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Old 04-04-2018, 06:08 AM   #33
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My goal is to get to Arizona next winter and get out of this awful Michigan 7 or 7 1/2 months of winter. As we speak, there is snow accumulating perhaps up to 6 inches. Nuff Nuff of winter.
Snow and freezing rain here today. I understand . But if I wanted to leave Vermont for that length of time I would be looking to relocate. While I know there are folks who do it, living in a space the size of a bathroom for long periods of time is not something I would do just to escape winter. Perhaps Michigan should become the destination and Arizona home. Just a thought.
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Old 04-04-2018, 06:39 AM   #34
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Full time Snowbirds.

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Snow and freezing rain here today. I understand . But if I wanted to leave Vermont for that length of time I would be looking to relocate. While I know there are folks who do it, living in a space the size of a bathroom for long periods of time is not something I would do just to escape winter. Perhaps Michigan should become the destination and Arizona home. Just a thought.
I would love that as we have a small cabin here on an inland lake and this big house. Trouble is DH won't sell the house to finance that dream of mine. He was born on this island and it is embedded in his blood, and his feet in cement. Me? Not so much!

Living in a bathroom sized room for extended time DH may not want to do that but then he LOVES working. Me, I paint, sketch, hike, read, and also enjoy cooking. But I could give up cooking and doing greasy dishes in a heartbeat.

Then there is the Grand Canyon, be still my heart, how I love the Canyon. I also want to go up into Utah and see the Southwestern part of that state. I drove through there twice and it bit me hard.

What could be nicer, the green lush colors here in northern midwest Great Lakes and the desert part of the year.
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Old 04-04-2018, 07:44 AM   #35
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A bad case of cabin fever. In a few weeks it will pass. My wife says April is the cruelest month.
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Old 04-04-2018, 07:45 AM   #36
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Cooking is an important part of our camping experience. Without electricity and a conventional oven, different techniques are required. An outside stove and grill is where most of it happens. Our standby is grilled meat and veggies in the evening, leftovers sauteed with eggs and wrapped in a tortilla for breakfast. Grill requires minimal clean-up, and one large non-stick frying pan cooks with minimal grease and cleans with minimal water. We also carry a large pot for steaming seafood at the ocean and a coffee percolator (minus the guts) for heating water. Keeping it simple and fresh...

Not Grand, but here's "our" canyon...
Click image for larger version

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Salt River Canyon, winter and summer
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Old 04-04-2018, 08:28 AM   #37
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Cooking is an important part of our camping experience. Without electricity and a conventional oven, different techniques are required. An outside stove and grill is where most of it happens. Our standby is grilled meat and veggies in the evening, leftovers sauteed with eggs and wrapped in a tortilla for breakfast. Grill requires minimal clean-up, and one large non-stick frying pan cooks with minimal grease and cleans with minimal water. We also carry a large pot for steaming seafood at the ocean and a coffee percolator (minus the guts) for heating water. Keeping it simple and fresh...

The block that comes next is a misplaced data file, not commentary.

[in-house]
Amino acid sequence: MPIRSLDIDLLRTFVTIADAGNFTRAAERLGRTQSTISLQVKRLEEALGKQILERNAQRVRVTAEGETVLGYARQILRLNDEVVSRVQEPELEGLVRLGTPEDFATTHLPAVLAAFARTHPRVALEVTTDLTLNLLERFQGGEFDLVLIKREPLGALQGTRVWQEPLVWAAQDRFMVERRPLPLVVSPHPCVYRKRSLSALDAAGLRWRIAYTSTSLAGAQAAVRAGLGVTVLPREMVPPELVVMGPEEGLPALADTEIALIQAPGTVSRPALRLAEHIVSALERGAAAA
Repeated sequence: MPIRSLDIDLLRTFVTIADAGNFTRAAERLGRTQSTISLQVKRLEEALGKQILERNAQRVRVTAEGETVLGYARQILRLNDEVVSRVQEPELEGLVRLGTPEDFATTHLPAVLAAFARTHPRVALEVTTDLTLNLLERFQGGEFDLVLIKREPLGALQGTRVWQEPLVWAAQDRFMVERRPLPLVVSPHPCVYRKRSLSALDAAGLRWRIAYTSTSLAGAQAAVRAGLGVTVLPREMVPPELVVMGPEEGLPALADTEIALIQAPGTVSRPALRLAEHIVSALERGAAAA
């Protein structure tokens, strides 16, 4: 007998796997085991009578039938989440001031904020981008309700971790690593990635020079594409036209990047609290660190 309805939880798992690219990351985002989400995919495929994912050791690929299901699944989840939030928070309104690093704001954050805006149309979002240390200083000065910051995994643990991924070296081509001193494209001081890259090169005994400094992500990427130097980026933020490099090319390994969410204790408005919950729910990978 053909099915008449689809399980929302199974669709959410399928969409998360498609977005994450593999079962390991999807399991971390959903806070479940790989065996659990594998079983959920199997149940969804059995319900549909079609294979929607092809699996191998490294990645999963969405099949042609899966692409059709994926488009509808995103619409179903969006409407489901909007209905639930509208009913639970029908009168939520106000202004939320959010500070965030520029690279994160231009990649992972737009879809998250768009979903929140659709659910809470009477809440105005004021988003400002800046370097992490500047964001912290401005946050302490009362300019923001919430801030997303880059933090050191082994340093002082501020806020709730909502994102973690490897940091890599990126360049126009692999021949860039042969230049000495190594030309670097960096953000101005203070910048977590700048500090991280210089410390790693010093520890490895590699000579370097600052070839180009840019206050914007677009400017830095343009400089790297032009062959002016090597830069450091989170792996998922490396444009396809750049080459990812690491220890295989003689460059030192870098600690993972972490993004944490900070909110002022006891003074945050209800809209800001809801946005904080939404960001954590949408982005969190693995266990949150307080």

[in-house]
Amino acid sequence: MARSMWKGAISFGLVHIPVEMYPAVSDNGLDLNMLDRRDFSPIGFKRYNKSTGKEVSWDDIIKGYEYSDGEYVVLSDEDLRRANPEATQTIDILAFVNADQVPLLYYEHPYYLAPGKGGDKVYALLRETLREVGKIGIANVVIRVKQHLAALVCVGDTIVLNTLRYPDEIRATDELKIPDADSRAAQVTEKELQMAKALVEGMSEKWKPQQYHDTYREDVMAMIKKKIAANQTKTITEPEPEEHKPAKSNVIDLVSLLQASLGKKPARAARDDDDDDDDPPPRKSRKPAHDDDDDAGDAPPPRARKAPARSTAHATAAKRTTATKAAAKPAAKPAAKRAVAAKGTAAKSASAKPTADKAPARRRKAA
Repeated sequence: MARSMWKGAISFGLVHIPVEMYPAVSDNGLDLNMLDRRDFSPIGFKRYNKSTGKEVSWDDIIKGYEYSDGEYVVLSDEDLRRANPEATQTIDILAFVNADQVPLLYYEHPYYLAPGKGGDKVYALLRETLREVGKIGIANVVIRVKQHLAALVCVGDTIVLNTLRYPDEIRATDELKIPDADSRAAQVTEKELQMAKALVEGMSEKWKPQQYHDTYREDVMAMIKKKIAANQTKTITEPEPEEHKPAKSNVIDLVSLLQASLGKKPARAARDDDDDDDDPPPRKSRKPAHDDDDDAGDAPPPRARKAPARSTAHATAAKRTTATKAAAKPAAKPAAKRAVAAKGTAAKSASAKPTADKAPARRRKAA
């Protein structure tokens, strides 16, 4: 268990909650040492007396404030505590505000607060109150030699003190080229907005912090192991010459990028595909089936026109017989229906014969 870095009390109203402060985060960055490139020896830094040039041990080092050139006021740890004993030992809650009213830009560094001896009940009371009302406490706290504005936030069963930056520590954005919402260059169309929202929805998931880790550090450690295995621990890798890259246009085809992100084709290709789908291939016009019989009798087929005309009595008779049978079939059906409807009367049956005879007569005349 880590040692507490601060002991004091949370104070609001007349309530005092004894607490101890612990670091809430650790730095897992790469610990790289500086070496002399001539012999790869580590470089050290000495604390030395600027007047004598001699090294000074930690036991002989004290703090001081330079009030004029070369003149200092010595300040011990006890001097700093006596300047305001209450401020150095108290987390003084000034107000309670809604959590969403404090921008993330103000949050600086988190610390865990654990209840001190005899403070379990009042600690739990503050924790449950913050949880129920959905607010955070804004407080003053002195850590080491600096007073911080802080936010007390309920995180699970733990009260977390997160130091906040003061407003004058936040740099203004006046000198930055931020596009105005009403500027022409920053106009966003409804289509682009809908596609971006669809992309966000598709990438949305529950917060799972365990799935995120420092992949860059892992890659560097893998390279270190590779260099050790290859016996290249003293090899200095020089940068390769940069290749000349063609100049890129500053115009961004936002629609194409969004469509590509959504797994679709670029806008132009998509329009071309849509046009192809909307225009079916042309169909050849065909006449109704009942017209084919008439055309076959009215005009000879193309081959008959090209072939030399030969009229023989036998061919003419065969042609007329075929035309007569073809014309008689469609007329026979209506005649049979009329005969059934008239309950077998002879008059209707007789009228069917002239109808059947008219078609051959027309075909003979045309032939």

Not Grand, but here's "our" canyon...
Attachment 117377Attachment 117378
Salt River Canyon, winter and summer
Weee, nice pictures. I sort of wanted to go the the Salt River area in Feb, but Organ Pipe Cactus Nat'l Mon. won out. It was wonderful. How I wish I was back there right now, not looking at these 9 " of fresh snow.
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Old 04-04-2018, 08:43 PM   #38
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I try to get back to MI for a few days nearly every summer. It still says "home" to me. But you won't catch me there in winter... or false spring, second winter, pre-spring, third winter.....
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Old 04-04-2018, 08:57 PM   #39
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So you're basically there all summer?...
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Old 04-04-2018, 09:07 PM   #40
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It has been a battle!

Q. When is the time to pull the plug on a project or a plan?

A. Tonight. I called the nice lady in Canada and told her that I ran into the last problem and I just did not want to tackle the Sun Trek.

On a happy note, we have decided on another pull trailer. It fits our needs and wants. Hubby has an oven so I can make him pizza, nice bathroom not a wet bath, which did not bother me at all since I have to wipe down the fiberglass showers at home anyway. I wanted an awning and screen door and larger fridge than the Sun Trek had.

It is not, however, a fiberglass shell.

Can't have everything. and I will be a very happy camper

Not only will I be in Arizona next winter, this summer I can practice right here on the island pulling, parking, backing up. I can take the whole summer to get used to my new digs.

It's been interesting and fun here on fbrv, I have learned a lot. It proves time and again what I found out last month in Az. While I was very disappointed in our rented rig's furnace crapping out and I could not boondock as planned, spending 7 of my 10-day vaca in RV parks.......RVers are the nicest, most helpful, and happy campers ever.

You people are wonderful.